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that it's the wild west with regard to children, that they don't fully understand what the impact will be on them later in life when all of this information can be gathered about them, what they did as kids and used against them as adults. that's the real concern. >> he wants privacy guarantees for children that prevent companies from collecting certain information and a mechanism that will allow parents to delete information each after it's been collected. internet companies concerned congress will stifle their bottom line with a heavy hand are vying for a seat at the table. laf leventhal is with the government watchdog opensecrets.org. >> how much money are we talking about that the internet companies and online marketers are spending here on capitol hill. >> computer companies, internet-related companies over the past two years have spent around $120 million annually, and we fully expect that in 2010 that they're going to spend at
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least that much, if not more in terms of federal lobbying dollars. >> and since they're spending that much money, we wanted to talk to some of the stakeholders. we got in touch with yahoo! , microsoft, google, twitter, facebook and all of them declined our request for interviews about how they're lobbying congress. a lot of them gave us written statements saying that they're implementing some of their own do not track settings and that they're looking forward to working with congress on this, but here's the thing, there is a tension here, there are companies that make their money off of advertising. there's a lot of money in it. information is a commodity and members of congress are hearing from some pretty upset constituents and there's an outreach factor here, ali. >> is that outrage factor enough to put this on an agenda of things that have to get done in congress? because certainly people are getting the impression that nothing gets done in congress unless it's a gun to somebody's head and everything is grossly partisan. could this actually get done?
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>> it could. now, is it going to get done in january or february in i don't think anyone's saying that. we're looking at serious other big fish that congress is looking to fry, dealing with the deficit or house republicans who want to try to repeal health care reform, but this is an issue that not only do you have that public outrage factor. i think this is an issue that's popular with a lot of americans, but we talked about those strange bedfellows. you have a lot of republicans and a lot of democrats behind this and because of that, that may be a recipe for actually pushing something through congress, but it's going to be difficult. it's going to be pretty technical and it's going to take some time. >> all right. brian a thanks very much for that. we'll continue to follow that in and amongst all of the other things you're following in congress. they've killed more suspected militants. we'll go globe tech trekking to islamabad for a live update after this. [ male announcer ] think you can only charge one thing at a time...?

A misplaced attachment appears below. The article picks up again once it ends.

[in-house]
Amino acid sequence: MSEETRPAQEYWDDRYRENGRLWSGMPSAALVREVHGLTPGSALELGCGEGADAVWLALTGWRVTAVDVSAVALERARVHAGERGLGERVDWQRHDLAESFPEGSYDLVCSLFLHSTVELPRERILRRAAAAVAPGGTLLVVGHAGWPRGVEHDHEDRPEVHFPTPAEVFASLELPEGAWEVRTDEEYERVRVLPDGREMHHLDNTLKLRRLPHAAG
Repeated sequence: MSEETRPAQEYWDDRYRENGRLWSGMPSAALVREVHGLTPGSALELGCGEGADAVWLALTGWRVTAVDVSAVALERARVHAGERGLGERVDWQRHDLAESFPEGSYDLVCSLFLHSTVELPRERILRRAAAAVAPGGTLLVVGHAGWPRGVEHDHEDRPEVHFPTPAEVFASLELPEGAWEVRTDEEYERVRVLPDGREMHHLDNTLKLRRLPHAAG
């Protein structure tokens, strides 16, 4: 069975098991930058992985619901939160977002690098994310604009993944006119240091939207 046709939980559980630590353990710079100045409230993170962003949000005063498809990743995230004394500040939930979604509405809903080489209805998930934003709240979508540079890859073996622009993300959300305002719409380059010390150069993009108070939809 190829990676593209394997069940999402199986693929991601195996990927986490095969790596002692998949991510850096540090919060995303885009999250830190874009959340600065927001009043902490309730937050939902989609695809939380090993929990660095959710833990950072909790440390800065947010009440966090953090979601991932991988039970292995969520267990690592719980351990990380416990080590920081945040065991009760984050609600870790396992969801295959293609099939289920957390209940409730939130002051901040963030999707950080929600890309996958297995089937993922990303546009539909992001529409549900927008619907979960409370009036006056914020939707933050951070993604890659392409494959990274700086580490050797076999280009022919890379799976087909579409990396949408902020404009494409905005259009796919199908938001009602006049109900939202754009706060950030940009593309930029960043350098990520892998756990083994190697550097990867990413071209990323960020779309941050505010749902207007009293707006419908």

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time to go globe trekking now. it's time -- it's going to be a tense weekend on the korean peninsula. that's because north korea has warned the south that it will launch a military strike if the south goes ahead with live fire military drills near yeongpyeong island there over the next few days. yeongpyeong island is where the attack took place last month. tensions are already high over the north korean shelling of the island which is just off the coast of north korea. now, new mexico governor bill richardson is in north korea in an attempt to cool things off. wolf blitzer is the only u.s. television journalist traveling with him. is wolf in that picture? yeah, there he is on the right and there's a "new york times" reporter as well. they spoke -- wolf was -- is
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with bill richardson. he said the governor has already met with both sides to talk about key issues. >> it sets the stage for a more important meeting tomorrow that richardson will have with the chief nuclear negotiator of north coria, the man who invited him -- richardson here, they'll have a meeting tomorrow and there will be a big banquet in richardson's honor tonight. so i think they're pleased that the discussions have moved forward. >> you can see more of wolf blitzer's report on "the situation room" starting at 5:00 eastern today. to pakistan where three suspected drone attacks occurred in the tribal region. that's the region that borders afghanistan that you can see there in the orange. cnn's pentagon correspondent is in islamabad, chris lawrence. he joins me live from there now. chris, what's the latest? >> one thing that this shows is want only is the u.s. both
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increasing the frequency and the intensity of drone strikes, but they're now expanding into new areas of pakistan in a very big way. all three of these strikes follow another strike yesterday, all in the kaibur area of pakistan. two officials confirmed this to us. this is an area where you have not seen very many drone strikes, if any. most of the drone strike froms been confirmed to south and north waziristan where they're hiding out and regrouping and coming over into afghanistan, but i am told that the drone strikes in those areas have been so relentless that a lot of the militant his started to fan out to other areas and the u.s. had been pressing to try to expand its reach in going to some of these other areas where the militant his gone. so again, it's an area where we had not seen drone strikes and now you're talking four in less than 48 hours. >> how does this go over in